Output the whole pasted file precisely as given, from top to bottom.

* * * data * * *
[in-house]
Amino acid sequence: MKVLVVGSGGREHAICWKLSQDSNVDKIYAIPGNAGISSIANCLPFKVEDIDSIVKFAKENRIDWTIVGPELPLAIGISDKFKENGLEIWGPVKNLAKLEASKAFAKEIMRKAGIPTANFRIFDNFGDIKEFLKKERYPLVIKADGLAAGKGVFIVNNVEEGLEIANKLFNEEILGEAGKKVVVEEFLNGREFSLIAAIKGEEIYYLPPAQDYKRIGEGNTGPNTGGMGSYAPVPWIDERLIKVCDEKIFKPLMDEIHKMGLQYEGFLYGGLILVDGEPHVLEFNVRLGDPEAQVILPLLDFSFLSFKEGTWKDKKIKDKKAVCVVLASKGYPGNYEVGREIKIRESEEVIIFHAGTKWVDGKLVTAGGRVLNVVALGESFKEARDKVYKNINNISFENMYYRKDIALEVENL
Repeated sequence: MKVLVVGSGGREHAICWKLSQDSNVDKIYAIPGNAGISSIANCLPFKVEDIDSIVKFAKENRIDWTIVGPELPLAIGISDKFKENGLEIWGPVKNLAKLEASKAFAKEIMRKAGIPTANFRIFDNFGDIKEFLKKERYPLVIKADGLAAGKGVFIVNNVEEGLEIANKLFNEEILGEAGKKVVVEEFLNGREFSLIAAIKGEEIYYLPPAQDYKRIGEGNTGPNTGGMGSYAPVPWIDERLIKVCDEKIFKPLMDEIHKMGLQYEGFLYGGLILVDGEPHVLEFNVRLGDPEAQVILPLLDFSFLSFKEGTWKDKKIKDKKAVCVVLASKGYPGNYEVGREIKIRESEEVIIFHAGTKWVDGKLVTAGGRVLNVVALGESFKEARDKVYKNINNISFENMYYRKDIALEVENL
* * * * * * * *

[in-house]
Amino acid sequence: MKVLVVGSGGREHAICWKLSQDSNVDKIYAIPGNAGISSIANCLPFKVEDIDSIVKFAKENRIDWTIVGPELPLAIGISDKFKENGLEIWGPVKNLAKLEASKAFAKEIMRKAGIPTANFRIFDNFGDIKEFLKKERYPLVIKADGLAAGKGVFIVNNVEEGLEIANKLFNEEILGEAGKKVVVEEFLNGREFSLIAAIKGEEIYYLPPAQDYKRIGEGNTGPNTGGMGSYAPVPWIDERLIKVCDEKIFKPLMDEIHKMGLQYEGFLYGGLILVDGEPHVLEFNVRLGDPEAQVILPLLDFSFLSFKEGTWKDKKIKDKKAVCVVLASKGYPGNYEVGREIKIRESEEVIIFHAGTKWVDGKLVTAGGRVLNVVALGESFKEARDKVYKNINNISFENMYYRKDIALEVENL
Repeated sequence: MKVLVVGSGGREHAICWKLSQDSNVDKIYAIPGNAGISSIANCLPFKVEDIDSIVKFAKENRIDWTIVGPELPLAIGISDKFKENGLEIWGPVKNLAKLEASKAFAKEIMRKAGIPTANFRIFDNFGDIKEFLKKERYPLVIKADGLAAGKGVFIVNNVEEGLEIANKLFNEEILGEAGKKVVVEEFLNGREFSLIAAIKGEEIYYLPPAQDYKRIGEGNTGPNTGGMGSYAPVPWIDERLIKVCDEKIFKPLMDEIHKMGLQYEGFLYGGLILVDGEPHVLEFNVRLGDPEAQVILPLLDFSFLSFKEGTWKDKKIKDKKAVCVVLASKGYPGNYEVGREIKIRESEEVIIFHAGTKWVDGKLVTAGGRVLNVVALGESFKEARDKVYKNINNISFENMYYRKDIALEVENL